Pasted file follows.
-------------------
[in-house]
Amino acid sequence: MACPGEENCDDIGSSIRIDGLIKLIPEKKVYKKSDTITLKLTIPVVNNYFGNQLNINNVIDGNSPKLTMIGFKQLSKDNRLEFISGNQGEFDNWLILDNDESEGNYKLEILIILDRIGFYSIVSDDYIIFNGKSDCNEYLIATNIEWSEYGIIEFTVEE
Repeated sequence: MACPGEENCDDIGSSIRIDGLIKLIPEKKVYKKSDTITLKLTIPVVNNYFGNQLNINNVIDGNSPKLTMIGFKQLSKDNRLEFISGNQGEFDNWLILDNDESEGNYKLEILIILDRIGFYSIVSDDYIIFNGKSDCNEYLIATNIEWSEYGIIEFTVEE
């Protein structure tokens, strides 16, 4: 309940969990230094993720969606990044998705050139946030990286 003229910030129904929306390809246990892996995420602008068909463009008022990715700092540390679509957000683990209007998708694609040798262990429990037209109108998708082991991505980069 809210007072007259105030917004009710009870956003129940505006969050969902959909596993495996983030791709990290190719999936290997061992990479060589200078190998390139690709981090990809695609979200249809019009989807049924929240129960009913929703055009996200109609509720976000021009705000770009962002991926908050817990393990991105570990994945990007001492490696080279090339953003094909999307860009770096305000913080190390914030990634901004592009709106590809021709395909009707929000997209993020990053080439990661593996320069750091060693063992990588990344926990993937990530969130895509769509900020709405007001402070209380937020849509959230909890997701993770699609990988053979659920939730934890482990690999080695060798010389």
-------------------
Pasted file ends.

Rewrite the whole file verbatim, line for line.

[in-house]
Amino acid sequence: MACPGEENCDDIGSSIRIDGLIKLIPEKKVYKKSDTITLKLTIPVVNNYFGNQLNINNVIDGNSPKLTMIGFKQLSKDNRLEFISGNQGEFDNWLILDNDESEGNYKLEILIILDRIGFYSIVSDDYIIFNGKSDCNEYLIATNIEWSEYGIIEFTVEE
Repeated sequence: MACPGEENCDDIGSSIRIDGLIKLIPEKKVYKKSDTITLKLTIPVVNNYFGNQLNINNVIDGNSPKLTMIGFKQLSKDNRLEFISGNQGEFDNWLILDNDESEGNYKLEILIILDRIGFYSIVSDDYIIFNGKSDCNEYLIATNIEWSEYGIIEFTVEE
């Protein structure tokens, strides 16, 4: 309940969990230094993720969606990044998705050139946030990286 003229910030129904929306390809246990892996995420602008068909463009008022990715700092540390679509957000683990209007998708694609040798262990429990037209109108998708082991991505980069 809210007072007259105030917004009710009870956003129940505006969050969902959909596993495996983030791709990290190719999936290997061992990479060589200078190998390139690709981090990809695609979200249809019009989807049924929240129960009913929703055009996200109609509720976000021009705000770009962002991926908050817990393990991105570990994945990007001492490696080279090339953003094909999307860009770096305000913080190390914030990634901004592009709106590809021709395909009707929000997209993020990053080439990661593996320069750091060693063992990588990344926990993937990530969130895509769509900020709405007001402070209380937020849509959230909890997701993770699609990988053979659920939730934890482990690999080695060798010389």